We got out for another Zwicklemania. We did a new route this year – Columbia River Breweing, Laurelwood Brewery, Second Profession, Fire on the Mountain Brewery, Migration Brewery, Coalition Brewery, Culmination Brewery, and Natian Brewery.
Jeanette and I went for the opening night of the Portland Fresh Hop Festival held at Oaks Amusement Park. We did this event a couple of years ago and had a good experience so we went back to try it again. Not as good of an experience this time. This festival is reasonably priced if you get your tickets on line ahead of time. It is nice from an educational stand point as they have a number of single hop beers. This allows you to find hops you really like and ones you know to avoid in the future. It is not a bad venue for it. Problem became the crowd. We got in right at the first and stayed for an hour and a half. By the time we left the lines had gotten so bad that folks were getting their sample and then getting back in line for there next sample and had plenty of time finish the first sample before they got up front for the next pour. This was Not a venue problem but a problem with organization. They had room for two or three lines but had only one server so all of the crowd had to go to one line. I don’t know if that was bad planning or being unable to recruit enough volunteers. Since this is a brewery event (there was a good number of well known breweries pouring) and a good promotional tool for breweries I hope they will look into it.
One part that I know was bad management was signage saying “ask for beer by name” and the servers only had the name of the brewery. That led to some confusion. Under the conditions the servers did a good job and were trying to be light heart about it all.
Considering everything I think this is the last time I will be going. Festivals use to be a good educational opportunity to learn about beer by sampling many beers from many breweries at a fair price. Now most are over crowed, even at off hours, prices are to high and it just is just not a good experience anymore. It is more affordable now to go to a brew pub or taproom with a long list of beers and do samplers then go to a festival. Or do a walking pub crawl. Either way you can try many style of beer to learn the different flavors. So I think we will be turning more to festival beer pub outing and crawls (Oregon City Brewery has so many beers we could do two or three festival just there). This will be bad news in the future for new breweries starting up but it is the reality of the experience and economics.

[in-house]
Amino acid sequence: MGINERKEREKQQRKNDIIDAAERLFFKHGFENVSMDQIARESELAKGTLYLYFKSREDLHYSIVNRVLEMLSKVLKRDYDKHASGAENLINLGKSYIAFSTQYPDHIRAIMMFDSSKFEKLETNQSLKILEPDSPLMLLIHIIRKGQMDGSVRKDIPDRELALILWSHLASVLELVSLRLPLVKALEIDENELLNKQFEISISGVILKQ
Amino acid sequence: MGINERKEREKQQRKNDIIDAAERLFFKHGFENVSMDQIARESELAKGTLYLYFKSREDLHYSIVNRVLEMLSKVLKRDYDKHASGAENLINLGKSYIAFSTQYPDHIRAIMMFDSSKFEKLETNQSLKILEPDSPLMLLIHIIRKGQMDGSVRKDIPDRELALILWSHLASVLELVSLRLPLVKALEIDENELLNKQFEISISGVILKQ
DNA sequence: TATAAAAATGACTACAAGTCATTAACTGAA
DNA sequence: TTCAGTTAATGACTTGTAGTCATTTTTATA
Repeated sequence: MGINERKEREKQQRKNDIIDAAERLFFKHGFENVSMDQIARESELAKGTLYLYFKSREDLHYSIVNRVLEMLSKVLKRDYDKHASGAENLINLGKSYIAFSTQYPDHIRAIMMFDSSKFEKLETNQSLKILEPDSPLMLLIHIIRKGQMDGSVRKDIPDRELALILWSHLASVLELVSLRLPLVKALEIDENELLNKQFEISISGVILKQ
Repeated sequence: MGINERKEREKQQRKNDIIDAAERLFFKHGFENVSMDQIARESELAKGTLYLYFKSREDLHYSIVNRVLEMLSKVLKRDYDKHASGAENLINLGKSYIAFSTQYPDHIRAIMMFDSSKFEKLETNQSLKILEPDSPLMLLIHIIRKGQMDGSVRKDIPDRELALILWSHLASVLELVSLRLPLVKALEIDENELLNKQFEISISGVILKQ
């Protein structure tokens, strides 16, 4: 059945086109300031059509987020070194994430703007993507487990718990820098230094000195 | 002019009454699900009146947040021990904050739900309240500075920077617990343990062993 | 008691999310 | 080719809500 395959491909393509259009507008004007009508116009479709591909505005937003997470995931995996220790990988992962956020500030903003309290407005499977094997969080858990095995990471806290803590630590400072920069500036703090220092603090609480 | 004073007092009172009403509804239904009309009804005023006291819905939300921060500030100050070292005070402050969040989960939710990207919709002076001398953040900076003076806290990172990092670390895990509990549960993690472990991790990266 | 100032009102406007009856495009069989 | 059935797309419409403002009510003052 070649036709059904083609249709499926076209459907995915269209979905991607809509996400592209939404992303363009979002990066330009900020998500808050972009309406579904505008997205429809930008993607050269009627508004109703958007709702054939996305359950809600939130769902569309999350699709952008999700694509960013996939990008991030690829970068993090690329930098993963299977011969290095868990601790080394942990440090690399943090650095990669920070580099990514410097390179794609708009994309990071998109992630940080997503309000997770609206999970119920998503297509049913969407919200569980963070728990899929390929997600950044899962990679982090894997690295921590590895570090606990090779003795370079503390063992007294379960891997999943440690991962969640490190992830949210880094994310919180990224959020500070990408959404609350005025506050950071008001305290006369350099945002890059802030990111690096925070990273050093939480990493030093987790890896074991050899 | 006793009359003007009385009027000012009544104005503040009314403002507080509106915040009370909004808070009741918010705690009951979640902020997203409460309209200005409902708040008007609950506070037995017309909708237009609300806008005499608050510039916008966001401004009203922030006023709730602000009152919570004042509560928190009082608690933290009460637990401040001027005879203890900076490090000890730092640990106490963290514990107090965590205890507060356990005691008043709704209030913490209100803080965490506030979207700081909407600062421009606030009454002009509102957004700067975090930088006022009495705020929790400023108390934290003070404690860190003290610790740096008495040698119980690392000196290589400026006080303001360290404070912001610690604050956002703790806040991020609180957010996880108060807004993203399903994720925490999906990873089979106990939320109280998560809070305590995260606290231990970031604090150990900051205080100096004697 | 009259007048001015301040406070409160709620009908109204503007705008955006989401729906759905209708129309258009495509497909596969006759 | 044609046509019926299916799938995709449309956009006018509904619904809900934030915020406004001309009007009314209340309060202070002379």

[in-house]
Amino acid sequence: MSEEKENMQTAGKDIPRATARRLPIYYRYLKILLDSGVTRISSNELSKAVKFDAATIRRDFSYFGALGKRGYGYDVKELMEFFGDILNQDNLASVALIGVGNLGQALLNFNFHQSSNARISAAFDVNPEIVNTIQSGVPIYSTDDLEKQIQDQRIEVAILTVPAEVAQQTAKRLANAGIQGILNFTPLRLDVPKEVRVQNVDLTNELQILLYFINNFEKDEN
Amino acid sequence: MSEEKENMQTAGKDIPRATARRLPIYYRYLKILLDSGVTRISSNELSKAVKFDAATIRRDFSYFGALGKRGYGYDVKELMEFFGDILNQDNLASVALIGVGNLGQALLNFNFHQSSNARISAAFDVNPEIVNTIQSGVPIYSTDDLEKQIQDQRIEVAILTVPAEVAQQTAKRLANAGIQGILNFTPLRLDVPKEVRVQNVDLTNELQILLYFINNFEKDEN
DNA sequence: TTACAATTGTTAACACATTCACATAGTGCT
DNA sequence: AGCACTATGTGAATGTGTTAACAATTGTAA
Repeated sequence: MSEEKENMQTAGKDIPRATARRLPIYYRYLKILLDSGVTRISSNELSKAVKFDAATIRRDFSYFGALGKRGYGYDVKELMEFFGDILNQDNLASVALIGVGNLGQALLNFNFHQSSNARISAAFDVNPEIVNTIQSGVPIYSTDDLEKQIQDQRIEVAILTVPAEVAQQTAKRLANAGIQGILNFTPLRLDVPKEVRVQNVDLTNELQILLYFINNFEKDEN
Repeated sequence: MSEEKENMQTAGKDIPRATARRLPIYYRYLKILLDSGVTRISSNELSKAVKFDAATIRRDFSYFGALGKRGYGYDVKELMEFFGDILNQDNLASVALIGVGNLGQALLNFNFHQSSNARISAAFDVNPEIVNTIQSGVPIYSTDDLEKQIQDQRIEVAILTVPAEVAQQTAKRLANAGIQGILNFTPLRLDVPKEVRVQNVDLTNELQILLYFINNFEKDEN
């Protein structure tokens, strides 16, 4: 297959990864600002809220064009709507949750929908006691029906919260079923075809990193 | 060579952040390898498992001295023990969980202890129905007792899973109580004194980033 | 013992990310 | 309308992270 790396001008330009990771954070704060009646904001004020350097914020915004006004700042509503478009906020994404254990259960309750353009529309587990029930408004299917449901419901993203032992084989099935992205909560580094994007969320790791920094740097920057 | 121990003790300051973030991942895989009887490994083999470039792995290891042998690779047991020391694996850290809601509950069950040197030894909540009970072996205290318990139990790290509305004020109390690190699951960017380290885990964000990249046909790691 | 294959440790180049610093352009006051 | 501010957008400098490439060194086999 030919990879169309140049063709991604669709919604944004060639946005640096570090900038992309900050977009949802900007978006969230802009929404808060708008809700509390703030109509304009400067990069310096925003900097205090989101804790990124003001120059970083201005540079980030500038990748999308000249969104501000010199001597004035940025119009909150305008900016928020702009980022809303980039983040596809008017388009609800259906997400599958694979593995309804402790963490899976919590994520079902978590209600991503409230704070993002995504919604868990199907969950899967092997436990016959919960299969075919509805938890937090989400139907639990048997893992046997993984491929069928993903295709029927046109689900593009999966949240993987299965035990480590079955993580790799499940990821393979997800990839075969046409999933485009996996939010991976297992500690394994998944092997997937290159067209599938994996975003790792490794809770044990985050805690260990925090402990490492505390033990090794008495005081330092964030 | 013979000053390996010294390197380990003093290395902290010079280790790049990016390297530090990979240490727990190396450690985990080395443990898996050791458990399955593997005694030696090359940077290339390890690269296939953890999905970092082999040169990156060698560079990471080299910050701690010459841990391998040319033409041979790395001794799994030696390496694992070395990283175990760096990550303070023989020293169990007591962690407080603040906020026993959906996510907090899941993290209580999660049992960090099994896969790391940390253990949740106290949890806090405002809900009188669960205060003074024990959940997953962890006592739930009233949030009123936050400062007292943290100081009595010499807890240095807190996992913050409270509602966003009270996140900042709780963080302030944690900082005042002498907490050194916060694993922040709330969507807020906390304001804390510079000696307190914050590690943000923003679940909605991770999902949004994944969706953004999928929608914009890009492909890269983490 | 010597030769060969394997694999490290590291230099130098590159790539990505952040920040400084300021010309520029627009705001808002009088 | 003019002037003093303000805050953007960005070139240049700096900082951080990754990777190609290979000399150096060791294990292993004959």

Jeanette and I went to the Oregon Brewer Festival. I was looking forward to going as this had been the last beer festival that still emphasized the education and sampling of micro brew beer. For many years they have not changed the festival structure but this year there was change and not for the better. A staples of the festival like 4 oz. samples and that was cut down to 3 oz. So now even $5 would buy you a pint of beer. We were also surprise to find the extensive show brochure explaining the beers was no more. This time we got a single sheet of paper with a list of beers available at each trailer and told to look up on line if we want more info. This made the process of trying to figure out what we wanted more difficult. So if you are older and old tech don’t bother going. And the special guest beers has ended. This reduces the beers available to sample. But the biggest change was the number of people arriving early. It use to be if you went the first day, early, you had a quit time to sample beers and discuss what you thought of them but not now. This time number of folks was like the 7 pm crowd. So I guess if you are bring in so many people you don’t have to provide as much and education is no longer need as you have reach market saturation. So overall it does look like the craft brewing in Portland has reached the mature market phase with breweries closing and Festival events just becoming money makers for promoters.
As for the beer itself still mostly the same. Some breweries were brewing gose beer. Jeanette and I hatted them and talking to a few other folks and they felt the same. So these brews ended up being declared festival beers and got dumped. The hazy IPA trend continued. There were three stouts and a brown and that was it for dark beers. It used to be able to always find at least ten. One of the stouts by Hecetic Brewing that we felt was the best beer at the festival and they are from California not Oregon.
So beer festivals are now events and not a place to learn about beer. It has reach a point where it is cheaper and you can have a more relaxing time and learn more doing a pub crawl and sample trays then doing a festival.